Skip to main content
/crime
  Edition: U.S. | Arabic | Set Pref

Is the nanny power-washing my kid?

  • Story Highlights
  • Recent cases have brought nanny cams into the headlines
  • Some states allow video recording, but not audio recording without consent
  • Experts and courts are split over whether nannies should be informed
  • Next Article in Crime »
By Sunny Hostin
CNN
Decrease font Decrease font
Enlarge font Enlarge font

Sunny Hostin is American Morning's legal analyst.

NEW YORK (CNN) -- Is my nanny power-washing my kid? I have to admit, that is all I thought about when I first saw the video and reported on the story of Nikki Ramirez.

art.sunny.jpg

Sunny Hostin is tempted to buy a nanny cam, but has legal questions about hidden cameras.

She's the mother who was videotaped in February while spraying her 2½-year-old daughter with a high-pressure water hose at an Orlando, Florida, car wash.

My thoughts went something like this:

  • Phew, thank goodness for that video camera in the car wash.
  • Just imagine what happens to kids when there aren't any video cameras and no one is watching.
  • Hmm, I don't have a nanny cam, and my kid is at home most of the day with our nanny.
  • Nah, she is terrific -- my kid loves her.
  • We found her from a reputable nanny agency; we did a background check.
  • Well, people can fool you. What if my nanny is power-washing my kid?
  • So I decided that I would order a nanny cam. Video Watch the car wash video »

    Surprisingly, when I Googled "nanny cam," over a dozen sites popped up. I could order a nanny cam that is hidden in a teddy bear. I could order a nanny cam the size of a pen light. I could even order a nanny cam that would feed me video, with audio, to my office computer, in real time.

    Yes, I liked that one. I could see what was going on in my home, miles away, at the same time it was happening. But the nagging question in my mind (and in the minds of so many other moms and dads around the country) was "Is this legal?"

    The short answer is a resounding yes. It is legal in all 50 states to use a hidden camera. So do I press click (and should you as well) and order the fancy camera with real-time audio?

    Not so fast. In many states it is illegal to record speech without a person's consent. So if my nanny is verbally abusive, I may be breaking the law if I tape her ranting without her consent.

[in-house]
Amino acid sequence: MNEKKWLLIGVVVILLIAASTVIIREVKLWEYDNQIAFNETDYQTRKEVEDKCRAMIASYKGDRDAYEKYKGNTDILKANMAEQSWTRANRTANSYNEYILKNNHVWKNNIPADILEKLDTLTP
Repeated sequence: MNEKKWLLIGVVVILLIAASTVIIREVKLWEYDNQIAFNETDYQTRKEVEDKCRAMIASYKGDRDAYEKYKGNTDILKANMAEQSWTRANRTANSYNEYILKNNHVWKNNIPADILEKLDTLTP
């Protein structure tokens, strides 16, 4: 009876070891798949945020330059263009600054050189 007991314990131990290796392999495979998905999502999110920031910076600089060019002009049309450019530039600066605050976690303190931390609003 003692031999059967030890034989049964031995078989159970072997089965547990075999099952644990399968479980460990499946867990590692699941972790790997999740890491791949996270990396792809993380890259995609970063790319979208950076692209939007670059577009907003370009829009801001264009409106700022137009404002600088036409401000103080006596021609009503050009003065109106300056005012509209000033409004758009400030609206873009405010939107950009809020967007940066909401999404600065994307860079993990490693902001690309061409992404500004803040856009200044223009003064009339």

But, lucky me. I live in New York, a one party consent state. Bottom line -- I can record my nanny's speech without breaking the law. My friend in neighboring Connecticut is not so lucky.

    So now that I know that I can buy the fancy nanny cam and obsess daily and listen and watch her every move, I had to figure out where to put it.

    Now I had other questions as well, such as can I put a camera in her bedroom, where she sometimes brings the baby; what about in the bathroom, where she sometimes bathes the baby; can I hide it; do I have to tell her; and what do I do if I see something really bad -- can I turn it over to the police and will it be admissible evidence?

    The short answer? There is no short answer.

    Experts and courts are split as to whether you should use a nanny cam without telling your nanny. They are likewise split as to where you can place the nanny cam. Most agree that her bedroom and bathroom are off limits. But many believe that mom and dad can put a camera anywhere they please.

    Likewise, most advise that the safest thing to do is to put it in plain view and just fess up to your nanny that you have a nanny cam. Others say, no need to tell your nanny; it's your house. And what about using it at trial?

    Recently, nanny cam tapes have been found to be unreliable such as in the case of Claudia Muro.

    Muro was arrested and jailed after police viewed hidden camera video recordings that appeared to show her shaking a 5-month-old baby in her care.

    advertisement

    However, prosecutors in Florida dropped the case against her when experts concluded that the footage was not reliable as evidence because the video was "time-lapsed" meaning that the shaking appearing on the video may not have been shaking at all. In fact, the baby was examined and found to be perfectly healthy.

    So the question remains: to spy or not to spy? E-mail to a friend E-mail to a friend

    All About Child SafetyPrivacy Rights

    • E-mail
    • Save
    • Print
    Home  |  Asia  |  Europe  |  U.S.  |  World  |  World Business  |  Technology  |  Entertainment  |  World Sport  |  Travel
    Podcasts  |  Blogs  |  CNN Mobile  |  RSS Feeds  |  Email Alerts  |  CNN Radio  |  Site Map
    © 2009 Cable News Network. A Time Warner Company. All Rights Reserved.